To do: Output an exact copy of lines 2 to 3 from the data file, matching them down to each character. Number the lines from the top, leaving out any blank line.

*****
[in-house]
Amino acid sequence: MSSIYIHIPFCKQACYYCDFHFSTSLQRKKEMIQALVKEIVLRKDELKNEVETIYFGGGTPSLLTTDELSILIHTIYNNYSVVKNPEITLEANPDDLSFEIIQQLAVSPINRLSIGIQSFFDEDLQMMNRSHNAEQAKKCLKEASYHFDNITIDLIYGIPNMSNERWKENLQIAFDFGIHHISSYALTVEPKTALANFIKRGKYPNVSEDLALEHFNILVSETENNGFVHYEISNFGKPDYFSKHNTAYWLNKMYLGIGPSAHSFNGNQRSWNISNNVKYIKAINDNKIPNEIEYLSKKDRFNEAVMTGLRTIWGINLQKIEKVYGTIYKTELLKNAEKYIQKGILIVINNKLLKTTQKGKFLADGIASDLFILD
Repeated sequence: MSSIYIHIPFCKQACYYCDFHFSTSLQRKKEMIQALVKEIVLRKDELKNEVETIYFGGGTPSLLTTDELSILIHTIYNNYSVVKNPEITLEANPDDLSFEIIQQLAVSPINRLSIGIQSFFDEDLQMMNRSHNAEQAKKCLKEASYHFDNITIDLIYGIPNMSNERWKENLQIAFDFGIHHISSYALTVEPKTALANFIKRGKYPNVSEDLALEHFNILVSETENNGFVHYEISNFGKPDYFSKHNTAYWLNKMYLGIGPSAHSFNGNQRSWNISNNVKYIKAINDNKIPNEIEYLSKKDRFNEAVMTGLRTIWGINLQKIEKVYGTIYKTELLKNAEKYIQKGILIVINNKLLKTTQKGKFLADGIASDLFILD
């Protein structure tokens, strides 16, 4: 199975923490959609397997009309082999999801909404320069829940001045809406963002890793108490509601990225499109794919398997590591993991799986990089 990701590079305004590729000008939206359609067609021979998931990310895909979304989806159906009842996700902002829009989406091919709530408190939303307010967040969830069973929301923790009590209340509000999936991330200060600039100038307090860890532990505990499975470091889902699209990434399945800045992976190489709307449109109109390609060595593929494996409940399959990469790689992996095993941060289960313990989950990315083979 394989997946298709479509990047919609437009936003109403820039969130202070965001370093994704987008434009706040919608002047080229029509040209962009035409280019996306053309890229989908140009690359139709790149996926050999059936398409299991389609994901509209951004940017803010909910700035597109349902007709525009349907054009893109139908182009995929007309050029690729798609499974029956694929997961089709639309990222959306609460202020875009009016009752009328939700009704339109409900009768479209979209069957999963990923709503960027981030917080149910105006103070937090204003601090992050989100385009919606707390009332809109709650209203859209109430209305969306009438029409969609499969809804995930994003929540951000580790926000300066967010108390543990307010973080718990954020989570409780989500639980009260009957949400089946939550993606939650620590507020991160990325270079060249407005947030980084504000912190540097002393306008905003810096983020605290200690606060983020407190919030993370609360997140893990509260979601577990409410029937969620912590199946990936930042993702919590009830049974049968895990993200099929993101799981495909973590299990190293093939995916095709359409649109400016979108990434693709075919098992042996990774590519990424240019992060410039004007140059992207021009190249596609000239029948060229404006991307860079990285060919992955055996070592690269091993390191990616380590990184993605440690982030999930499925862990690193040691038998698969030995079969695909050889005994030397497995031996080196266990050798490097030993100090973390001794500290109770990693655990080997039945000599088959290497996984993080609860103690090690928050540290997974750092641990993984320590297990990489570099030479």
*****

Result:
Amino acid sequence: MSSIYIHIPFCKQACYYCDFHFSTSLQRKKEMIQALVKEIVLRKDELKNEVETIYFGGGTPSLLTTDELSILIHTIYNNYSVVKNPEITLEANPDDLSFEIIQQLAVSPINRLSIGIQSFFDEDLQMMNRSHNAEQAKKCLKEASYHFDNITIDLIYGIPNMSNERWKENLQIAFDFGIHHISSYALTVEPKTALANFIKRGKYPNVSEDLALEHFNILVSETENNGFVHYEISNFGKPDYFSKHNTAYWLNKMYLGIGPSAHSFNGNQRSWNISNNVKYIKAINDNKIPNEIEYLSKKDRFNEAVMTGLRTIWGINLQKIEKVYGTIYKTELLKNAEKYIQKGILIVINNKLLKTTQKGKFLADGIASDLFILD
Repeated sequence: MSSIYIHIPFCKQACYYCDFHFSTSLQRKKEMIQALVKEIVLRKDELKNEVETIYFGGGTPSLLTTDELSILIHTIYNNYSVVKNPEITLEANPDDLSFEIIQQLAVSPINRLSIGIQSFFDEDLQMMNRSHNAEQAKKCLKEASYHFDNITIDLIYGIPNMSNERWKENLQIAFDFGIHHISSYALTVEPKTALANFIKRGKYPNVSEDLALEHFNILVSETENNGFVHYEISNFGKPDYFSKHNTAYWLNKMYLGIGPSAHSFNGNQRSWNISNNVKYIKAINDNKIPNEIEYLSKKDRFNEAVMTGLRTIWGINLQKIEKVYGTIYKTELLKNAEKYIQKGILIVINNKLLKTTQKGKFLADGIASDLFILD